Posts Tagged ‘movies’
In 1888, Thomas Edison wrote that “I am experimenting upon an instrument which does for the eye what the phonograph does for the ear, which is the recording and reproduction of things in motion.” The system was comprised of the Kinetograph, a motion picture camera, and a Kinetoscope, a motion picture viewer, and was mostly created by Edison’s assistant, William Kennedy Laurie Dickson. (The system was likely inspired by the zoopraxiscope created by photographer—and murderer!—Eadweard Muybridge to show off his motion photographs.) Early films from the Edison Manufacturing Co. showed off “actualities”: celebrities, news, disasters, and expositions. But later, the company switched to creating narrative films more in line with what we watch at the movies today…
These earliest films, often a minute or two in length, could be purchased for $6.60 (about $169 in today’s currency). But readers can see a selection of Edison’s early essays, streamed for free, at “10 Early Films Made by Edison’s Movie Company.”
* Federico Fellini
As search for the concession stand, we might recall that it was on this date in 1732 that Louis Timothee (sometimes rendered “Lewis Timothy”) became the first salaried librarian in the American Colonies. A printer and protégé of Benjamin Franklin’s, Timothee served as the part-time librarian for the Library Company of Philadelphia, one of Franklin’s first philanthropic projects, from its founding on July 1, 1731. As the project took hold, Timothee’s position was elevated to a full-time, paid position.
More on Harry’s hardware– and guns in hundreds of other films– at IMFDb, The Internet Movie Firearm Database.
* Mae West
As we take cover, we might recall that it was on this date in 1969 that Butch Cassidy and the Sundance Kid was released. Written by Wiliam Goldman, directed by George Roy Hill, and starring Paul Newman and Robert Redford as the titular outlaws, the film was a commercial and a critical success: it was the top-grossing film of the year (with a box-office of over $100 million) and was nominated for seven Academy Awards, of which it won four.
In the silent film era, these colorized lantern slides were the equivalent of previews or trailers, alerting the audience to the theater’s upcoming schedule. Blank spaces in the slide’s design allowed for a small degree of customization by hand.
Films tended to be short by modern standards, so audiences would watch them in batches, rather than seeing one at a time as we do today. Film scholar Lisa Kernan writes that these magic lantern slides were “projected between features, much like today’s slides of local restaurant advertising and movie trivia quizzes.”
Even at the time the slides were in common use, Kernan writes, some theaters experimented with showing short bits of film to advertise coming attractions. By the 1920s, a company called National Screen Service was making trailers for major studio films using moving footage; by the 1930s, studios began to make their own, much more sophisticated preview trailers.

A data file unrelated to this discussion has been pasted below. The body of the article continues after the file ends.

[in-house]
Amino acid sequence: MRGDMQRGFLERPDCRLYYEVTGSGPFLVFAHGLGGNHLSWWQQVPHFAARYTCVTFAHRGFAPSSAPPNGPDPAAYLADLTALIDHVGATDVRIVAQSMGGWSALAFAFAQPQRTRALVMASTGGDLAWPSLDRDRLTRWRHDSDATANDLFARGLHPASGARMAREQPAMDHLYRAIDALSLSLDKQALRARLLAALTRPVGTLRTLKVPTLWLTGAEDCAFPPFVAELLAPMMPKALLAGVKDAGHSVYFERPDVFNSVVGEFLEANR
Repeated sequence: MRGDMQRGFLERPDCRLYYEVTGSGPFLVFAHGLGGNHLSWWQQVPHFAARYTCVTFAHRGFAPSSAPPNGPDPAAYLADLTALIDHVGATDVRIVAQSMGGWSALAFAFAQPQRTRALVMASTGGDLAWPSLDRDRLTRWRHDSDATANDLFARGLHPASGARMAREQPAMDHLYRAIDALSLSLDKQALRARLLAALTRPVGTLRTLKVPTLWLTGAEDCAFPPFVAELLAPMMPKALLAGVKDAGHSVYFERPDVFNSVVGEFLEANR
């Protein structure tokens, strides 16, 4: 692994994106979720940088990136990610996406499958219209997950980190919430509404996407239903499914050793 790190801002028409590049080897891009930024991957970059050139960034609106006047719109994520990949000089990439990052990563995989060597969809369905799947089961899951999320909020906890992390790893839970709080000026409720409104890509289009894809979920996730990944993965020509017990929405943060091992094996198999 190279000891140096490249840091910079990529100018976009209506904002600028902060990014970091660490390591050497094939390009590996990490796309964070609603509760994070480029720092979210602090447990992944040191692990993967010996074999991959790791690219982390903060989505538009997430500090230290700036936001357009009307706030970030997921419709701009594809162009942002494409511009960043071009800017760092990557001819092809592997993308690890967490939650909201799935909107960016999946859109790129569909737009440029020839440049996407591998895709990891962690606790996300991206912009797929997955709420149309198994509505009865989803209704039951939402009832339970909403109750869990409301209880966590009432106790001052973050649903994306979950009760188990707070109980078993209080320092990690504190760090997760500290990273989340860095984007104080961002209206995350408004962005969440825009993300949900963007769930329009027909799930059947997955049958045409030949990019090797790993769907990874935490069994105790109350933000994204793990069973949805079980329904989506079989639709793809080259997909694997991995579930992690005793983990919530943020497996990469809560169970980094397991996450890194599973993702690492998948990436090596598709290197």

These lantern images were collected by W. Ward Marsh, a movie critic for theCleveland Plain Dealer from 1919 until his death in 1971. The Cleveland Public Library holds Marsh’s movie memorabilia and has digitized almost 700 examples of these slides…
Read and see more at “The Lantern Slides That Advertised Coming Attractions in the Silent Film Era.”
* ubiquitous line in movie trailers
As we take our seats and silence our phones, we might recall that it was on this date in 1967 that “La Bateau,” a 1953 paper cut by Henri Matisse was hung in New York’s Museum of Modern Art… upside down. It remained on inverted display for 47 days. Genevieve Habert, a stockbroker, noticed the mistake (by comparing the hanging to the photo in the catalogue). As it was a Sunday night and there were no curatorial officials on duty, Habert informed the New York Times, which in turn notified Monroe Wheeler, the Museum’s art director… who had the piece rehung correctly on Monday.
Matisse’s cut-outs are back at MoMA… right-side up, one trusts.
It is no surprise that critics and viewers alike agree that The Godfather is the “best film” among the ~2600 films considered on Rotten Tomatoes, with a 100% score among professional reviewers and a 98% score from the audience. It is perhaps somewhat more surprising to learn which films divide those two groups; thanks to Benjamin Moore, we can contemplate that…
“Overrated” and “underrated” are slippery terms to try to quantify. An interesting way of looking at this, I thought, would be to compare the reviews of film critics with those of Joe Public, reasoning that a film which is roundly-lauded by the Hollywood press but proved disappointing for the real audience would be “overrated” and vice versa.
To get some data for this I turned to the most prominent review aggregator: Rotten Tomatoes…
On the whole it should be noted that critics and audience agree most of the time, as shown by the Pearson correlation coefficient between the two scores (0.71 across >1200 films). [But] using our earlier definition it’s easy to build a table of those films where the audience ending up really liking a film that was panned by critics:
Here we’re looking at those films which the critics loved, but paying audiences were then less enthused:
* Samuel Goldwyn